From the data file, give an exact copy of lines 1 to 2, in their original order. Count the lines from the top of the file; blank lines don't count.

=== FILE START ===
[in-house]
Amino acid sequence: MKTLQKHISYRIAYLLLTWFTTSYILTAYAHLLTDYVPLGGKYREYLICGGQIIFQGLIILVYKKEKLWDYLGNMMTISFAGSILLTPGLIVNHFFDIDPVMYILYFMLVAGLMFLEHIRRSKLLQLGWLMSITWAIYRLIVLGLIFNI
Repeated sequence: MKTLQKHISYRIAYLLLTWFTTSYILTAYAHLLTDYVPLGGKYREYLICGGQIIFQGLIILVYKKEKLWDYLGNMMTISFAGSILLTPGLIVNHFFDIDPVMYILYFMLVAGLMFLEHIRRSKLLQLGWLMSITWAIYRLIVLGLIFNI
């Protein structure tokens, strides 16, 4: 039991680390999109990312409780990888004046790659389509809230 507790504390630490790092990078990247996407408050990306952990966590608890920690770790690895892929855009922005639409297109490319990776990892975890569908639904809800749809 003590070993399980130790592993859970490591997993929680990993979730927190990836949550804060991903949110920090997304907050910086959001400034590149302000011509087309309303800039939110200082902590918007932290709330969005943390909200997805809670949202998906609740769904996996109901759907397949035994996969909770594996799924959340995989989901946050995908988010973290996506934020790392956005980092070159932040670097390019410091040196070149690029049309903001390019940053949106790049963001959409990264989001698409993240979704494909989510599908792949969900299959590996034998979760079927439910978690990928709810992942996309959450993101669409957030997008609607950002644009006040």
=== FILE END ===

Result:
[in-house]
Amino acid sequence: MKTLQKHISYRIAYLLLTWFTTSYILTAYAHLLTDYVPLGGKYREYLICGGQIIFQGLIILVYKKEKLWDYLGNMMTISFAGSILLTPGLIVNHFFDIDPVMYILYFMLVAGLMFLEHIRRSKLLQLGWLMSITWAIYRLIVLGLIFNI